The 155 mm Gun Motor Carriage M12 was a U.S. self-propelled gun developed during the Second World War. Only 100 were built 60 in 1942 and a further 40 in 1943. It mounted a 155 mm gun M1917, M1917A1 or M1918 M1, depending upon availability, a weapon derived from the nearly identical French 155 mm GPF gun of World War I vintage. The M12 was built on the chassis of the M3 Lee tank (some sources claim that later M12 used the M4 Sherman chassis but this might be a confusion with the M12's use of "Sherman-style" bogie trucks with trailing idlers). It had an armored driver's compartment, but the gun crew were located in an open topped area at the back of the vehicle. An earth spade (similar to a bulldozer blade) at the rear was employed to absorb recoil. This layout—large gun mounted in an open mount at the rear, with a spade—was the pattern adopted for many years by other heavy self-propelled artillery.
During 1943 the vehicles were used for training or put into storage. Before the invasion of France, 74 M12s were upgraded in preparation for combat operations. They were employed successfully throughout the campaign in NW-Europe. Although designed primarily for indirect fire, during assaults on heavy fortifications the M12s were sometimes employed in a direct-fire role.
Limited storage space meant that only 10 projectiles and propellant charges could be carried on the vehicle. Given this, a similar vehicle, but without the gun, was produced as the Cargo Carrier M30. This was designed to transport the gun crew and additional ammunition. In operational conditions the M12 and M30 would serve in pairs. The M30 was armed with a .50-caliber Browning M2 machine gun. It could carry 40 rounds of 155 mm ammunition.
Pros and Cons
- Very wide gun arc, and relatively short height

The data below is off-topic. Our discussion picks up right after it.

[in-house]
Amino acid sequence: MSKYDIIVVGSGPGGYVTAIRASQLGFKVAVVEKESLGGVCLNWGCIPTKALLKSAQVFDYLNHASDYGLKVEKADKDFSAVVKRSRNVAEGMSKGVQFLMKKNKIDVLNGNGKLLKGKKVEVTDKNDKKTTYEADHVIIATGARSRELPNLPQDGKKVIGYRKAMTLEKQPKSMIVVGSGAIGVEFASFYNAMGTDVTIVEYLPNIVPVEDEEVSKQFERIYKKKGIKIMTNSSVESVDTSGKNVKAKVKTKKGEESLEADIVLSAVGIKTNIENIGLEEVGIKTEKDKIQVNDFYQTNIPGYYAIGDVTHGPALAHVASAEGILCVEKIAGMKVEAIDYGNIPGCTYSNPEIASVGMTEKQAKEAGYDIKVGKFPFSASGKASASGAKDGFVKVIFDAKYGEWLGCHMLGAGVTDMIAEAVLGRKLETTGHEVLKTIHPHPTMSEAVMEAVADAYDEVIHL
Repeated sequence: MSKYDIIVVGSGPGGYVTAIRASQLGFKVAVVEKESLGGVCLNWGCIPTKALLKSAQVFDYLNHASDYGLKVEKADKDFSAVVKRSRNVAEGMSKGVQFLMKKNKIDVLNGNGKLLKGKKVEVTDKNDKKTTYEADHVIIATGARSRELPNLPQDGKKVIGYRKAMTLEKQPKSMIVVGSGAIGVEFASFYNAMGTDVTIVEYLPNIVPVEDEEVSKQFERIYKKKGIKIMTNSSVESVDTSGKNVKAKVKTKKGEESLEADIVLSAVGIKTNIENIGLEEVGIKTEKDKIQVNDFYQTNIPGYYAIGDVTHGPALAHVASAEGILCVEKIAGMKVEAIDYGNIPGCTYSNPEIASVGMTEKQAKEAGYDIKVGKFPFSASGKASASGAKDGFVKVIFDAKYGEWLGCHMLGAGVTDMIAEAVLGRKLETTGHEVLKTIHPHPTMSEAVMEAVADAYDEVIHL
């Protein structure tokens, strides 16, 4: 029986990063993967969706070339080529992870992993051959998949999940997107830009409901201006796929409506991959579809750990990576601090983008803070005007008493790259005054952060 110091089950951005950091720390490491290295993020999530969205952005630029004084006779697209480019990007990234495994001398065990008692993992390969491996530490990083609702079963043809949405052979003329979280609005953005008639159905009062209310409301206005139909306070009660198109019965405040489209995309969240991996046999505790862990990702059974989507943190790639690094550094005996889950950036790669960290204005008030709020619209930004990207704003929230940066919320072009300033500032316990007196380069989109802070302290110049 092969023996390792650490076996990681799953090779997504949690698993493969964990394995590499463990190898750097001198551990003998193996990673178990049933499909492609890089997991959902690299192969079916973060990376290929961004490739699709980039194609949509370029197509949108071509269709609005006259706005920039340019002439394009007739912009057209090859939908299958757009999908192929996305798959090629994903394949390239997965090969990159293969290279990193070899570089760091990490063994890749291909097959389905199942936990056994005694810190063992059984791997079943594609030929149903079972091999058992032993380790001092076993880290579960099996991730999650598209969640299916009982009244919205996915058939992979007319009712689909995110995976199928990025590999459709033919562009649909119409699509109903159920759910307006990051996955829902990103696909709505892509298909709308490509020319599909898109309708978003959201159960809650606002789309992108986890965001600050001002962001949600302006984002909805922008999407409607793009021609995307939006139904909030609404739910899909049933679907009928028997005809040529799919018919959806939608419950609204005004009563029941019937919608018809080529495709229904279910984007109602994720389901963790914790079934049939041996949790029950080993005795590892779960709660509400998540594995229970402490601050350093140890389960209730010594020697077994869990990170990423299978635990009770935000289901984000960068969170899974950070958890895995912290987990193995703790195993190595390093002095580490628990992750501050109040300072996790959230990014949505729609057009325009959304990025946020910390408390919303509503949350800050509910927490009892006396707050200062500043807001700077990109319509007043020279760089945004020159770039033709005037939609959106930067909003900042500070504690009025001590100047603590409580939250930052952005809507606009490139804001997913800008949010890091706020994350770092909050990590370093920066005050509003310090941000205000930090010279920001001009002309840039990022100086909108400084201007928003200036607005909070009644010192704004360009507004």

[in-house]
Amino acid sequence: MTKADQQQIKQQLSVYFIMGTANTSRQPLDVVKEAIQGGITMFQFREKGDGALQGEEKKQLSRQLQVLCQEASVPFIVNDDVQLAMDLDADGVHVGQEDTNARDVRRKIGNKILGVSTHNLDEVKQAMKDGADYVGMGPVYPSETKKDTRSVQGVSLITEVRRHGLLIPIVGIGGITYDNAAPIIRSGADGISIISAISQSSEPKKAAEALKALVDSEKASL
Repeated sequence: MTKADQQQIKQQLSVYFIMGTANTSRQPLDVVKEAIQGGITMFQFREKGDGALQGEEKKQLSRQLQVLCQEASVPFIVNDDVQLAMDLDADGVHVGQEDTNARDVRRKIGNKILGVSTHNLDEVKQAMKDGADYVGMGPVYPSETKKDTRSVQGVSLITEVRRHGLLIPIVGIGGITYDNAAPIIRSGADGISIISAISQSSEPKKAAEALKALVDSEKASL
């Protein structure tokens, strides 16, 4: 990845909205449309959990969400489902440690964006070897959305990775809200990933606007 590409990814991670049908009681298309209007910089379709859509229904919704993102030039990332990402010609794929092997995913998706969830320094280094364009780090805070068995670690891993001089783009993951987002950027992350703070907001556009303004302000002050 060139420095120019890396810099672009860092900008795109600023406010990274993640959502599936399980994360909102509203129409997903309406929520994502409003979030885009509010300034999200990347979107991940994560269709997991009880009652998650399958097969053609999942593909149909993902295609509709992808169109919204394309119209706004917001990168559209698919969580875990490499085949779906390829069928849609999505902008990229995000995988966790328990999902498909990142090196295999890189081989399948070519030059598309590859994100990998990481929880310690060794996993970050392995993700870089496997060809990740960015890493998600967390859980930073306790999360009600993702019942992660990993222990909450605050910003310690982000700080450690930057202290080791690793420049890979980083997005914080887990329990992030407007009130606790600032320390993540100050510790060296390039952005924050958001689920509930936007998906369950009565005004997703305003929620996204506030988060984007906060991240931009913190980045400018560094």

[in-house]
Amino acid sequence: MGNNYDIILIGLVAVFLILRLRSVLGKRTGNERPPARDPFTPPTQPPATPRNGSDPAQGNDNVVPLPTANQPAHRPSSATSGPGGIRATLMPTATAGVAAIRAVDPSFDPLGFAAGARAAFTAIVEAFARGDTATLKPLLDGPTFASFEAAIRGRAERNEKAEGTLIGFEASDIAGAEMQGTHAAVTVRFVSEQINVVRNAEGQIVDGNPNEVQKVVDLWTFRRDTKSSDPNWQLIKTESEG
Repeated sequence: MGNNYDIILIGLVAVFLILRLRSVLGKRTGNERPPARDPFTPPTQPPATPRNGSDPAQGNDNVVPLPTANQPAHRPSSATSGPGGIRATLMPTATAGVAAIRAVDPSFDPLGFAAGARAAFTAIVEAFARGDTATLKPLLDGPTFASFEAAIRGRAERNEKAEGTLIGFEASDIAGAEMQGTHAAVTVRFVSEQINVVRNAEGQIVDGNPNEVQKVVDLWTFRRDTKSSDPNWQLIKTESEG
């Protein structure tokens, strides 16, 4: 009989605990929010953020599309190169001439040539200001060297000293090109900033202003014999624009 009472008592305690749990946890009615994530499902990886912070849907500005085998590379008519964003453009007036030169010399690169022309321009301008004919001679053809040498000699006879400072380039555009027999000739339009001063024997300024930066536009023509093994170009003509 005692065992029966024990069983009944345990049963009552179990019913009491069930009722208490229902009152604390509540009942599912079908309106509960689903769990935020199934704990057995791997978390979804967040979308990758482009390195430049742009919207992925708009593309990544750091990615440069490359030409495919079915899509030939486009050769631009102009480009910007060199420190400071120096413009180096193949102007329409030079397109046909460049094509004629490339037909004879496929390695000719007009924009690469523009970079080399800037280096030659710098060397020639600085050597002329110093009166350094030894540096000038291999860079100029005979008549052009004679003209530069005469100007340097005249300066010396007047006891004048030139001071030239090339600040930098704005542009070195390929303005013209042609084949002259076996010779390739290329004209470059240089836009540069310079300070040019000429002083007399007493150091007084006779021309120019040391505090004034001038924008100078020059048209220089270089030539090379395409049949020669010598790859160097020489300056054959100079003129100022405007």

- The gun is mounted at the very top of the hull, allowing you to hull down effectively
- Effective when on the defence, good at sniping
- Able to mount both the Tier 6 76mm M1A1 and the 105mm M3 howitzer guns, both of which are very good
- Easy grind to top guns
- Mediocre top speed and maneuverability
- Large silhouette, plus open top body which makes it prone to crew and module damage from artillery shells
- Frontal armour is not thick enough to protect from most AP shells
- 105 mm Howitzer has poor splash radius (hits on an enemy gun or gun mantle often fail to do any damage other than to the gun)
- Extremely poor gun depression (from -1 to -3.5 degrees) on all guns except 76mm M1A1
The T40's role on the battlefield is mostly determined by the guns you use. With the 105 mm AT Howitzer M3 it acts as a short range ambusher that can one shot most opponents in tier 4 matches. Though, you should take a more supporting approach in higher tier matches, as the HE damage greatly diminishes against better armoured tanks. With the 57 mm Gun M1 L/50 cannon it can be used as a sniping anti-tank machine gun over medium to long ranges. The 76 mm AT Gun M1A1 gun is widely considered as the best gun for this tank. It combines high penetration and a short aim time with a decent rate of fire and alpha strike damage. Its only drawback is the mediocre accuracy which diminishes its long range performance considerably. But feel free to spam even at those long ranges if you're in a good position, as your shells are cheap and plenty.